5 reasons why S&P just guaranteed U.S. debt will lose AAA rating
By prodding Washington to agree on a debt plan, Standard & Poorâs might achieve just the opposite. Its dour take on Treasuries could inflame the debt-ceiling debate, leaving little energy for a grand budget compromise. And the severe austerity S&P desires would have few takers anyway. Consider the following:
1) Â Obviously the rating agency hopes its unnerving note will nudge lawmakers into reaching agreement on taxes and expenditures. Inaction until after the 2012 national elections risks an actual downgrade of Americaâs AAA bond rating.
2) But striking some mega-deal doesnât have top priority on Capitol Hill. First up is the battle over raising the debt ceiling. Democrats want a clean vote on a bill, while Republicans are trying to tack on various debt reduction measures. The GOP quickly pointed to S&Pâs statement as further justification of its bargaining position.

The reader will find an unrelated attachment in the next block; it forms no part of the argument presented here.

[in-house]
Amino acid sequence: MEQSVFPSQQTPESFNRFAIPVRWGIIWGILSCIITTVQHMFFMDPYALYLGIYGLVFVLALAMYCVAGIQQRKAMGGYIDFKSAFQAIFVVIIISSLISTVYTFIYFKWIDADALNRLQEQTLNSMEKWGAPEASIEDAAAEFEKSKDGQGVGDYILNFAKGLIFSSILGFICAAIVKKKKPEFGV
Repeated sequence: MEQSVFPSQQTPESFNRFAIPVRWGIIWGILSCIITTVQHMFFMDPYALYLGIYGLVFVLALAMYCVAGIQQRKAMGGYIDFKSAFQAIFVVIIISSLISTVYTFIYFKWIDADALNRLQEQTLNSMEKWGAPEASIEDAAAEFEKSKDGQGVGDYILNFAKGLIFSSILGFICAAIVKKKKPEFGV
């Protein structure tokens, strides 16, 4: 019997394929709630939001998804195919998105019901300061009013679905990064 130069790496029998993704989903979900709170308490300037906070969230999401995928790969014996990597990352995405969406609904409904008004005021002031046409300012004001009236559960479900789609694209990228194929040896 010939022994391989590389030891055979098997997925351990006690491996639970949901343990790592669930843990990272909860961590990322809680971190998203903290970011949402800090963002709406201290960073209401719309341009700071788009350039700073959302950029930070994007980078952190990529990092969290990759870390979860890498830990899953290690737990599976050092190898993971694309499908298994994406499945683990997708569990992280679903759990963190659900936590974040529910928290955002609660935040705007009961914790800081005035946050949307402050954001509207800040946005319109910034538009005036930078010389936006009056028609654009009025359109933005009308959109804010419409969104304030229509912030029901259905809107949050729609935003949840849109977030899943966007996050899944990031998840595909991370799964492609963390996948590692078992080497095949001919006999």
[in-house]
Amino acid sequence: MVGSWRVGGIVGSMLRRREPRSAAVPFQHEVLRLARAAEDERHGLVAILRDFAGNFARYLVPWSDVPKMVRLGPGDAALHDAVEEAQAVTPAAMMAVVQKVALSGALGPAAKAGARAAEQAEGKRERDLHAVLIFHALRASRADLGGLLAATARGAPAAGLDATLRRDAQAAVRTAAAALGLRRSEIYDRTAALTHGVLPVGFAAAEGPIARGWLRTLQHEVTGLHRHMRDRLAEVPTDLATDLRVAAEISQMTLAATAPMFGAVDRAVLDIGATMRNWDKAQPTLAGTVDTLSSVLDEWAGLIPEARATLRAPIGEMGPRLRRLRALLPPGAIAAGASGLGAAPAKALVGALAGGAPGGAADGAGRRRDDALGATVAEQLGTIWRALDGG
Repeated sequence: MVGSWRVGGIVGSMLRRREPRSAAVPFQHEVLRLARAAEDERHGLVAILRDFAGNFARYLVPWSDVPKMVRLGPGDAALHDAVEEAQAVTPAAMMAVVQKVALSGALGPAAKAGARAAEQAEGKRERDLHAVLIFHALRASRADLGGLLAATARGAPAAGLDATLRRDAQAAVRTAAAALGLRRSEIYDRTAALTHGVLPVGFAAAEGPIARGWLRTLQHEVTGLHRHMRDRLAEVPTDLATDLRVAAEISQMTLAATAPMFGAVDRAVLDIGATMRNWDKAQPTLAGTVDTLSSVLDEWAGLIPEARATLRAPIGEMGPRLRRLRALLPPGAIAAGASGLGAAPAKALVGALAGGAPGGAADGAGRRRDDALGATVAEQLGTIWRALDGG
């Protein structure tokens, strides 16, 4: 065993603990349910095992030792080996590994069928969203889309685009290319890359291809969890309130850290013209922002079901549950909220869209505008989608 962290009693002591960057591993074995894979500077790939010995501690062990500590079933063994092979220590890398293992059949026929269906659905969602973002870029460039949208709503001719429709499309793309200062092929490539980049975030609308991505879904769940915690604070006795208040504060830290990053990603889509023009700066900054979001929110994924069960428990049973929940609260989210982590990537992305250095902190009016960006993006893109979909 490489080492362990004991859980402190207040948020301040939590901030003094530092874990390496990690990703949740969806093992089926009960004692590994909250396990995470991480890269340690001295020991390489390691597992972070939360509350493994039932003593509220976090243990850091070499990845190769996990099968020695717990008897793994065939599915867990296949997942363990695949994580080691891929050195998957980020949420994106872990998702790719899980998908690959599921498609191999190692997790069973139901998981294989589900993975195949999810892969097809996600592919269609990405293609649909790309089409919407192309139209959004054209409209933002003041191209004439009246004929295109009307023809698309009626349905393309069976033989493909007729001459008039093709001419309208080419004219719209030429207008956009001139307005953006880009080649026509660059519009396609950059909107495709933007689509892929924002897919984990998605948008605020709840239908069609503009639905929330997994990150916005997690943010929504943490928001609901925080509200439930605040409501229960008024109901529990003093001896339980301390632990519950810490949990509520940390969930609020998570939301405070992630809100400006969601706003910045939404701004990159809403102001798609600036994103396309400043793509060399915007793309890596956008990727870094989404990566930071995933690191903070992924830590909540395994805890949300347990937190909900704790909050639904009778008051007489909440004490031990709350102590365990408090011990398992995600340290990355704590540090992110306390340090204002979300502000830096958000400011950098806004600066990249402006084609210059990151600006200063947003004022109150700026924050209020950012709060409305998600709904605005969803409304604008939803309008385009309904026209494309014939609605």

3)Â That the rating agency made no mention of the debt ceiling is irrelevant. Nor does it matter that Congress just released a report blaming S&P and its peers for triggering the financial crisis. Politicians take their friends where they can find them. And S&Pâs warning is spurring Republicans to dig in. That helps ensure the negotiations will be arduous, requiring Capitol Hillâs nearly undivided attention until July and potentially pushing the country to the brink of default. There probably wonât be much chance to work on major changes to taxing and spending.
4)Â Such efforts didnât have much momentum anyway. A bipartisan âGang of Sixâ in the Senate is working on a proposal that draws on recommendations from the presidentâs debt panel. And it was gaining support among Republicans until House Budget Chairman Paul Ryan released his plan.
5)Â Even if Congress moves toward compromise, making S&P happy wonât be easy. A key metric for the firm is the ratio of net interest payments to government revenue. Goldman Sachs found that all the major reform plans would still allow that ratio to increase to levels that rating agencies would probably consider worrisome. Â Avoiding that would require defense cuts, immediate cuts to senior benefits and/or tax increases. Good luck with that.
Given the acrimony, if S&P really wants Washington to act, it may find it actually takes more than a warning.